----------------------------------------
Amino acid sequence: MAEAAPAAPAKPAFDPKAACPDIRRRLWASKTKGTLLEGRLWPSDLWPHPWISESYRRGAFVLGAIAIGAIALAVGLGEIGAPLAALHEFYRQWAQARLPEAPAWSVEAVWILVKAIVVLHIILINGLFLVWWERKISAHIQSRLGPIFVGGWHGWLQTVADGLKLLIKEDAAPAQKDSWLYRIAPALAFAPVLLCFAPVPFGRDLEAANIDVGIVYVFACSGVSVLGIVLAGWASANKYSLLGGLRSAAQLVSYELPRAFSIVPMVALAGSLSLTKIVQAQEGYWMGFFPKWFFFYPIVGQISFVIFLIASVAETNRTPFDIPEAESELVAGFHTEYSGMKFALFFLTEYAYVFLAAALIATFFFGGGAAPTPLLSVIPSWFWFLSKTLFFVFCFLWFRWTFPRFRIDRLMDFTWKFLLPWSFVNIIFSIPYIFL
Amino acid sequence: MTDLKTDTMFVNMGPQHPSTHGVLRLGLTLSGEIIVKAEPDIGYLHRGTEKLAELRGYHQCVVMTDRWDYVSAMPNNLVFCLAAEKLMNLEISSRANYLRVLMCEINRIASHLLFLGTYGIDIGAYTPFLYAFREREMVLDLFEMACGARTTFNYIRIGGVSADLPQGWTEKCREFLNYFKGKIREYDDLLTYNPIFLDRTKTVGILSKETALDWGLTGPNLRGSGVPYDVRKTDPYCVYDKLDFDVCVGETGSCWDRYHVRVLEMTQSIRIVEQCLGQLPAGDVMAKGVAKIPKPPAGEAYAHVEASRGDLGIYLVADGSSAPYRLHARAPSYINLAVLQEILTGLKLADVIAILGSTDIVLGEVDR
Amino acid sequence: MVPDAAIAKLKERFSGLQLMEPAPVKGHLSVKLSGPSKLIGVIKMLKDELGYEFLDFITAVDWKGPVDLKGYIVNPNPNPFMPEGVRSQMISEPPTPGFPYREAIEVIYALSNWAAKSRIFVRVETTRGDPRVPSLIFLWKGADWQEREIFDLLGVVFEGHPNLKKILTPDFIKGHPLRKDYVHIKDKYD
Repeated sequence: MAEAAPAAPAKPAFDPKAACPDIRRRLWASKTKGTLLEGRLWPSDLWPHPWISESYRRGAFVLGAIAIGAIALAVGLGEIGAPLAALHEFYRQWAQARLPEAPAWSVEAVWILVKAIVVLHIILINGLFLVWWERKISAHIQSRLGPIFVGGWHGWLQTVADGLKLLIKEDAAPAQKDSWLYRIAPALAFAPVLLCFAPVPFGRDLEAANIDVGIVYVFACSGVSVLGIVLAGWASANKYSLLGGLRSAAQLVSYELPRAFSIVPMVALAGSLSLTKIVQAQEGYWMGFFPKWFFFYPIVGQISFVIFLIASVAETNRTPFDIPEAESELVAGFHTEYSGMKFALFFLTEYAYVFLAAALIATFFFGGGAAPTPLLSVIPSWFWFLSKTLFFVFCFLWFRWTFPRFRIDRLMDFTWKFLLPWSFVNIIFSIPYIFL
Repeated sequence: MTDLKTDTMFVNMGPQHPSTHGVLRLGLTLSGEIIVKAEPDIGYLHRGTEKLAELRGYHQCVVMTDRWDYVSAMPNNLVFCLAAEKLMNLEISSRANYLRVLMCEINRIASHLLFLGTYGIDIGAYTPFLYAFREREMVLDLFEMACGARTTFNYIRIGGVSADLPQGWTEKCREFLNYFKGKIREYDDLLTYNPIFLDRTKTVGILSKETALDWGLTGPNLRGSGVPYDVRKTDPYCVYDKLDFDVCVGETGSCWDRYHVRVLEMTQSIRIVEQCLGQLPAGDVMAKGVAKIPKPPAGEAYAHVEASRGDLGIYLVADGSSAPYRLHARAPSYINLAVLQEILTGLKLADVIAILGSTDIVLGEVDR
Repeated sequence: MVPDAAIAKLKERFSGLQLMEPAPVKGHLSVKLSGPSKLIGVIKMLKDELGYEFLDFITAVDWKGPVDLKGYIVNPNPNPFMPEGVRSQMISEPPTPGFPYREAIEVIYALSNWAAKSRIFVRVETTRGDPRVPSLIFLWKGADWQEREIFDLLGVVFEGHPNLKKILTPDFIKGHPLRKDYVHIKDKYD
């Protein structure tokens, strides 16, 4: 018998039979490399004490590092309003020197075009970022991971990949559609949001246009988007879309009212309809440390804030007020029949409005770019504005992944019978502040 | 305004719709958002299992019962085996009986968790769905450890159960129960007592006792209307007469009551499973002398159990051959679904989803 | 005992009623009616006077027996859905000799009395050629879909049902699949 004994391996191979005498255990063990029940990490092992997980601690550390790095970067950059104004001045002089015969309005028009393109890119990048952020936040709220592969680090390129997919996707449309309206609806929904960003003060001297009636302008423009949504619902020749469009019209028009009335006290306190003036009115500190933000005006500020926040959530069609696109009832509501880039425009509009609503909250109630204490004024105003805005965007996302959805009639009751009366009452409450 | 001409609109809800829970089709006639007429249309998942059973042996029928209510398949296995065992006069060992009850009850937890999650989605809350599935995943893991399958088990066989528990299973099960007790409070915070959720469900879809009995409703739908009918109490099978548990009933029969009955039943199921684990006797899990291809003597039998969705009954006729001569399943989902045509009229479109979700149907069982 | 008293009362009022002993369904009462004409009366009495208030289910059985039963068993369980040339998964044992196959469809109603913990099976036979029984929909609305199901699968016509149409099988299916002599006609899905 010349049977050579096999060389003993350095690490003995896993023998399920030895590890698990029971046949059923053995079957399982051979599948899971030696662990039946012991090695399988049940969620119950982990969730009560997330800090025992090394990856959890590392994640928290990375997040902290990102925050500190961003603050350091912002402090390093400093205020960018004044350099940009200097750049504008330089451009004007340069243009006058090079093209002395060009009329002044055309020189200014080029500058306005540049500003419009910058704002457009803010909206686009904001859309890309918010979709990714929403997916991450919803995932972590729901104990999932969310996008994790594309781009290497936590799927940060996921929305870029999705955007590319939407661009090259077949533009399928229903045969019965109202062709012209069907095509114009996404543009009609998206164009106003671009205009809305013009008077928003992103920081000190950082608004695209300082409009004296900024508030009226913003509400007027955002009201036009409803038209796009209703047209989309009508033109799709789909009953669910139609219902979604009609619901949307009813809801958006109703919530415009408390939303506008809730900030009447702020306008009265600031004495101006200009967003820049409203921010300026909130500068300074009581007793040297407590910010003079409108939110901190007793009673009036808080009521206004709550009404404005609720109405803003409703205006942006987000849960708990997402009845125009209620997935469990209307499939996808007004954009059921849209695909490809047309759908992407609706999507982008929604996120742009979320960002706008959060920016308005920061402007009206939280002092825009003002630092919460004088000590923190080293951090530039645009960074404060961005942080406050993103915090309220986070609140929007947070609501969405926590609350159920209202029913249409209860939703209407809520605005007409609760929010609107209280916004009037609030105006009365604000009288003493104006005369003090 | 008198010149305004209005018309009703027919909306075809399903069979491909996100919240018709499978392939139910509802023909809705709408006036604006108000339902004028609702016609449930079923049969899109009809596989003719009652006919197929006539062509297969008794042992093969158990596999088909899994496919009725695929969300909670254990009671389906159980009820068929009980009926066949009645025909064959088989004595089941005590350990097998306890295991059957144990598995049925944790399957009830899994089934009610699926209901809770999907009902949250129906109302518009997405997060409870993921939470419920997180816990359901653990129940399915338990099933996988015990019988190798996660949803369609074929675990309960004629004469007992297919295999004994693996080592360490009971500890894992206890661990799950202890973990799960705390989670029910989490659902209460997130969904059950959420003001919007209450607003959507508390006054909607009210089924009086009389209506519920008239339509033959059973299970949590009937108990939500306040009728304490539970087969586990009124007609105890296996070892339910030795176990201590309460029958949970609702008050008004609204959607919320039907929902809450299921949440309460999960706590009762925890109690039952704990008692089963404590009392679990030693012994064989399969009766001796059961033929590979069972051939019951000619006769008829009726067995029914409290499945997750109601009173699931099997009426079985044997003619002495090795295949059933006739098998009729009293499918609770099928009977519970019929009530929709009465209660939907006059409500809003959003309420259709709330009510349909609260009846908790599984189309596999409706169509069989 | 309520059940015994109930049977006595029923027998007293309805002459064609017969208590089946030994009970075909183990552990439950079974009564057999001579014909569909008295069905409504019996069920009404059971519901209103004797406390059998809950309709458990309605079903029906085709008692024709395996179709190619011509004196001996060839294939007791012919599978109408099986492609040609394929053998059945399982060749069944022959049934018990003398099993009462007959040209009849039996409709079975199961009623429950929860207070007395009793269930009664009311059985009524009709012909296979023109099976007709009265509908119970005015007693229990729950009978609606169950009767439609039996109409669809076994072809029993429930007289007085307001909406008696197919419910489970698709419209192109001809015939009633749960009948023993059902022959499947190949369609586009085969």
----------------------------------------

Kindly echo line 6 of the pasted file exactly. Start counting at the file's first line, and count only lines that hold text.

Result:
Repeated sequence: MVPDAAIAKLKERFSGLQLMEPAPVKGHLSVKLSGPSKLIGVIKMLKDELGYEFLDFITAVDWKGPVDLKGYIVNPNPNPFMPEGVRSQMISEPPTPGFPYREAIEVIYALSNWAAKSRIFVRVETTRGDPRVPSLIFLWKGADWQEREIFDLLGVVFEGHPNLKKILTPDFIKGHPLRKDYVHIKDKYD